That is how I remember it done before. Now for a more untraditional way, if you have worn the engagement ring on your left finger, your groom may slide the wedding ring on the finger where your engagement ring is placed, and you may change the order according to your preference after the wedding ceremony.
You may have some rehearsal with your groom and the solemnizing official before doing it in front of the people to make sure that everything is tweaked and ironed out to avoid any small mishaps that would ruin the solemn moment of one of the most important events in your married life.
Do couples pay for each other’s wedding rings?
Your grandparents, both your side and your spouse side, see to it that your parent’s wedding follows the traditional marriage to a tee during their time. It means everything was spot-on, from preparations to the executions to the parties to the honeymoons and almost everything about a successful and memorable traditional wedding. It also means whatever your grandparents tell your parents what is going to happen, come hell or high water, that is what’s going to happen no matter what.
For example, if it means that the bride and her family would have to do this and that, that’s what’s going to happen. Likewise, if the groom and his family would have to execute this and that, by all means, that’s what’s going to happen. Maybe why you are named like that, maybe just maybe, your grandparents have something to do about it. But that was then. Now is a new completely ball game.
The younger generations now live in a time where they can be flexible and pliant. They can make some adjustments to ensure the same outputs are produced, considering that we live and thrive in complex and difficult times. Wedding traditions evolve with the changing times. Your wedding may look different from how your parent’s wedding look a few years back. During your parent’s time, gender would be a consideration in some roles that need to be done to ensure a successful wedding.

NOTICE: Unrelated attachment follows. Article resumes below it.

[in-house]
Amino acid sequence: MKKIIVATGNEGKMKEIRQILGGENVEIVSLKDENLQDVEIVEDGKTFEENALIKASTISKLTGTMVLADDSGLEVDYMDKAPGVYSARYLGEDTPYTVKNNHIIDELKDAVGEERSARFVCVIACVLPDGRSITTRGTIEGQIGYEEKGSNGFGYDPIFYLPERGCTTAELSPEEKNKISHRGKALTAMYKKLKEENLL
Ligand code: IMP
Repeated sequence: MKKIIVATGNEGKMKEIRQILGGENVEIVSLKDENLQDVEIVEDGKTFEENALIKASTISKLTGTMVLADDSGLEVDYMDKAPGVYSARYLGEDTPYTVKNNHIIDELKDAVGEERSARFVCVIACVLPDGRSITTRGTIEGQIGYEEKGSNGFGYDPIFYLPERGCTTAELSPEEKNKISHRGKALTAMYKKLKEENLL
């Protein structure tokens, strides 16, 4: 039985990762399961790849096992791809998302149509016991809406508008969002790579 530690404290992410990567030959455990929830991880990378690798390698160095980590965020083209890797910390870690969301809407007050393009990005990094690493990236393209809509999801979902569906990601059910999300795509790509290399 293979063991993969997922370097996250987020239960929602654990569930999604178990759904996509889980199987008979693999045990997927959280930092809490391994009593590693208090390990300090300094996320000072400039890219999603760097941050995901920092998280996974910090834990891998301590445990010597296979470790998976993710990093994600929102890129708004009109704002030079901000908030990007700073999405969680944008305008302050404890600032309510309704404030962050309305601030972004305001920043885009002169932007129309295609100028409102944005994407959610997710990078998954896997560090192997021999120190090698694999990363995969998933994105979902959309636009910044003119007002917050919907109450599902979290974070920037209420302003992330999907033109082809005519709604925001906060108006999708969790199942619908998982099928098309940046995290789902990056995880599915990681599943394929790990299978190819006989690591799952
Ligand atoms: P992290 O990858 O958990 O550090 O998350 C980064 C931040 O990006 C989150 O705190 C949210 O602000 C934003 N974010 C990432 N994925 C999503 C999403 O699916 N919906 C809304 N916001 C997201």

As time changes, so as the gender roles in wedding planning and execution. Gone are those days when a particular gender has to shoulder this or that because that is what is being dictated by tradition. The rules have somehow flipped or changed with the passing times. We now have a clear set of outlines of who’s going to do this and that because it is already agreed beforehand.
Modern brides and grooms now have a more practical approach to wedding preparations. They both now work together solidly and determine the best possible solution to achieve the best possible outcome. Thorough discussions are made to ensure that the wedding will come up perfect and flawless, and agreeing on several key issues like acquisition of engagement and wedding rings are covered completely without overlooking unforeseen events.
But some would like to stick with the oldies, as they say, “oldies but goodies,” combining the traditional wedding with a touch of modern-day approach is a sure hit with today’s modern couple. There is nothing wrong with it. In fact, it assures the couple that everything will be ironed out and will come smoothly as long as the details are discussed and key decisions are made with an open mind and anchored on mutual respect.